by Chuck Hoven
(Plain Press, April 2015) With the coming of spring, many area residents are beginning to think about what they will plant in their gardens this year. When looking for seeds to plant, residents may want to try checking out some seeds at The Seed Library at the Cleveland Public Library. Participating library branches include the Lorain Branch at 8216 Lorain Avenue; the Carnegie West Branch at 1900 Fulton Road; and the Science and Technology Department of the Main Library on the Third Floor of the Louis Stokes Wing at 325 Superior Avenue.
The Seed Library is joint effort of the Cleveland Seed Bank and the Cleveland Public Library. Two Ohio City neighborhood residents, Marilyn McHugh and Chris Kennedy, founded the Cleveland Seed Bank. Their goal is to create a network of local gardeners that save and share their seeds. By doing so they hope to develop a local source for seeds that are well adapted to Cleveland’s growing conditions.
Residents wishing to get seeds at the library can take out up to five packets of seeds each month. They simply fill out a card that indicates what seeds packets they are taking.
McHugh and Kennedy hold seed packaging parties where seeds saved from the previous years are neatly packaged and labeled by volunteers. Some of the labels contain information on how best to save seeds from the plants. Those borrowing the seeds are asked to save seeds from the best plant in order to grow them in their garden next year, to lend to a friend, or to participate in a “seed swap.” McHugh says they take the seeds they package to the Main Library downtown and they are then sent out to the participating branches through interlibrary mail. She says they try to send the seeds out when it is time for them to be planted.
The Cleveland Seed Bank has an online seed exchange that Kennedy likened to a Craig’s List for seeds. Gardeners and urban farmers can go to the site to make arrangements to exchange seeds with others. Thus far the site has over 300 participants exchanging seeds. Kennedy and McHugh hope to recruit another one hundred seed savers to participate in the network this year.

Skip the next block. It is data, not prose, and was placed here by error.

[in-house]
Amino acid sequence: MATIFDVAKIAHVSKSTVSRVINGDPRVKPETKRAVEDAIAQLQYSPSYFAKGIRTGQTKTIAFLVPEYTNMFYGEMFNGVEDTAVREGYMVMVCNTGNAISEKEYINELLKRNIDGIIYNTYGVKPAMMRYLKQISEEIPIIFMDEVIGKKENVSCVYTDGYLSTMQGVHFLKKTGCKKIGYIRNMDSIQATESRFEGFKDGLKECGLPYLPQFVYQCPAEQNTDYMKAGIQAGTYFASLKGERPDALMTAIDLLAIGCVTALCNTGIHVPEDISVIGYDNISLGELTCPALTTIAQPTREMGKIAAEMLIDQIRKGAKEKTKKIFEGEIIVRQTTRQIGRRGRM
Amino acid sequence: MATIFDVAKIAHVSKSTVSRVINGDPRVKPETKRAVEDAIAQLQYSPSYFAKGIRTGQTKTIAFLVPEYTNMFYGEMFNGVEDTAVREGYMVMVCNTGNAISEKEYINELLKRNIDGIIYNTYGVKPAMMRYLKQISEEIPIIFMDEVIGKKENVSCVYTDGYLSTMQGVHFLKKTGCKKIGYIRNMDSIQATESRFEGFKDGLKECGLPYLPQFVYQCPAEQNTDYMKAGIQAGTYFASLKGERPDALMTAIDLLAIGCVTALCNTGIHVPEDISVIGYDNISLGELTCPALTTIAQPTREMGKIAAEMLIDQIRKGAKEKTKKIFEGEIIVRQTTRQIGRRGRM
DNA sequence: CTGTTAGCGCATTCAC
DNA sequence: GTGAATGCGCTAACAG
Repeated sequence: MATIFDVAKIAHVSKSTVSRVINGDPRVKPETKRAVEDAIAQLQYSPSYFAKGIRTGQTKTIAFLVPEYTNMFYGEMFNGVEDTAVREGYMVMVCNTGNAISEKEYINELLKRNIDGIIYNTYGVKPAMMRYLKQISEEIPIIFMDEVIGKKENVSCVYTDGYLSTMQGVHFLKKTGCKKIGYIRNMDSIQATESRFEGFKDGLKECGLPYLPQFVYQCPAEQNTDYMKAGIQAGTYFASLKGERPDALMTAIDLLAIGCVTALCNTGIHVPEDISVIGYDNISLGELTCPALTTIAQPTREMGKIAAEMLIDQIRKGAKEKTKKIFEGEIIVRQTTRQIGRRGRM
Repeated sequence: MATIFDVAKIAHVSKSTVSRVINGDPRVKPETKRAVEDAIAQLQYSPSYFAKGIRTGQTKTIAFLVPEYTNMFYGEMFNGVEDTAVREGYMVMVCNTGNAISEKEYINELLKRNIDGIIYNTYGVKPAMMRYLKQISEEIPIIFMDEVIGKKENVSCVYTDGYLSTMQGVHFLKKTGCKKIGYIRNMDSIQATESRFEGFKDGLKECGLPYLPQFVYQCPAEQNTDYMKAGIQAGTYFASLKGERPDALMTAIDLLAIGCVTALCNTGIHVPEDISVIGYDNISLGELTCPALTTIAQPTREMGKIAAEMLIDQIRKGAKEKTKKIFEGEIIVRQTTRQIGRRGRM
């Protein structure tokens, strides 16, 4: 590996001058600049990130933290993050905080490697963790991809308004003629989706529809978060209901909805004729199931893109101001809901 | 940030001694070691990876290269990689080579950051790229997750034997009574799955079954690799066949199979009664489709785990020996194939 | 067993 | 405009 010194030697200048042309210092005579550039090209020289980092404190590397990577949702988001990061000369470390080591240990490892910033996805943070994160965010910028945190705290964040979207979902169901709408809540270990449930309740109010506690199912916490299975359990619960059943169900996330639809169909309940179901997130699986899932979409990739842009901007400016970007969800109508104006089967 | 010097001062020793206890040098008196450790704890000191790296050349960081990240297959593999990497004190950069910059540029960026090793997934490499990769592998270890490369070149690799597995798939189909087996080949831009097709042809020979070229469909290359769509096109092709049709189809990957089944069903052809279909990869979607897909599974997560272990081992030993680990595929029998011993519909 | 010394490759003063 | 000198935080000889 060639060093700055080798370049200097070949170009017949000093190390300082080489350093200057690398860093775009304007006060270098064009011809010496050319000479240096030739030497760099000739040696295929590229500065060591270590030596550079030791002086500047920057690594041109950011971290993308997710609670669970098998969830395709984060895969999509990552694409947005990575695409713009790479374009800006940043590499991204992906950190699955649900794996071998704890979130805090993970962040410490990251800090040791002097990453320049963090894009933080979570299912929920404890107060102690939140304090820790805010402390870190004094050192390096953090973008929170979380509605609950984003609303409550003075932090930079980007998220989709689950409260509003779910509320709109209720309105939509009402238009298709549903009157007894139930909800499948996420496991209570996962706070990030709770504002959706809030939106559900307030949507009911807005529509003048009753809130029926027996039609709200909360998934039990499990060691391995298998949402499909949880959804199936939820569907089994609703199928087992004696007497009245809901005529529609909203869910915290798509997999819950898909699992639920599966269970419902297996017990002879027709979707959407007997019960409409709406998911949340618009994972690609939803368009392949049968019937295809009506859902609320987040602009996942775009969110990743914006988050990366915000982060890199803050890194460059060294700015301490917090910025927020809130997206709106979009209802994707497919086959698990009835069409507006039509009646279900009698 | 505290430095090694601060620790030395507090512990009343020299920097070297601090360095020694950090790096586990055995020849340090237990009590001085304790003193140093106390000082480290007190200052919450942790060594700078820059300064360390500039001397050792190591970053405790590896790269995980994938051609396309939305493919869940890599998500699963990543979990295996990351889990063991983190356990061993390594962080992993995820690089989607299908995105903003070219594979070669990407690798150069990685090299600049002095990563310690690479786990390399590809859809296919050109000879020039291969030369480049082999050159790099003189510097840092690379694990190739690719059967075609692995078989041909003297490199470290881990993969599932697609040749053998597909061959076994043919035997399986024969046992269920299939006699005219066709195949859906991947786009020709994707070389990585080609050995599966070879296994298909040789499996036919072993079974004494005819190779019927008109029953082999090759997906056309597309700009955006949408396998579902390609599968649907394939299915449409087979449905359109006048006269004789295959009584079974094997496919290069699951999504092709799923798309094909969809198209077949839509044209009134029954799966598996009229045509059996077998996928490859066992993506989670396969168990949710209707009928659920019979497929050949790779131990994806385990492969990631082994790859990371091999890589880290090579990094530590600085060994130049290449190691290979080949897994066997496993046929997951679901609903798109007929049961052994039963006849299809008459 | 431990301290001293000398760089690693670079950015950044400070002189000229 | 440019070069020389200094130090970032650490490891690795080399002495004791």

McHugh and Kennedy said that when they first started the Cleveland Seed Bank in 2013, a local group called the Cleveland Gift Camp organized a weekend event where they build websites for nonprofit groups. They participated in an intensive website building weekend and the result is the Cleveland Seed Bank website: www.clevelandseedbank.org. Individuals can sign up on the website to be part of the seed sharing network.
McHugh and Kennedy say the idea for the Seed Bank came from the couple’s experience working in India with the Hummingbird Project, a non profit they started that is “dedicated to building regenerative ecological systems and empowering individuals in resource poor locals.” In India they were confronted with farmers who had lost their seed supply overnight. They were concerned about the seed supply in Cleveland where they live and created the Cleveland Seed Bank as an initiative of the Hummingbird Project.
One of the concerns is keeping diverse strains of seeds alive as large seed companies have been dominating the seed industry and trying to create a monopoly on seed distribution. Kennedy says instead of getting mad and marching against Monsanto, the seed exchanges provide “an alternative model if you don’t like the seed system.”
McHugh and Kennedy also hold seed events and give talks to gardeners and other groups. McHugh says the workshops help seed savers to understand the proper isolation distance (separation from other plants to avoid cross-pollination) and population size (number of plants necessary to help ensure plants are not too closely inbred.)
Editor’s Note: For more information about the Cleveland Seed Bank or to participate in the seed exchange, visit the online website at: www.clevelandseedbank.org.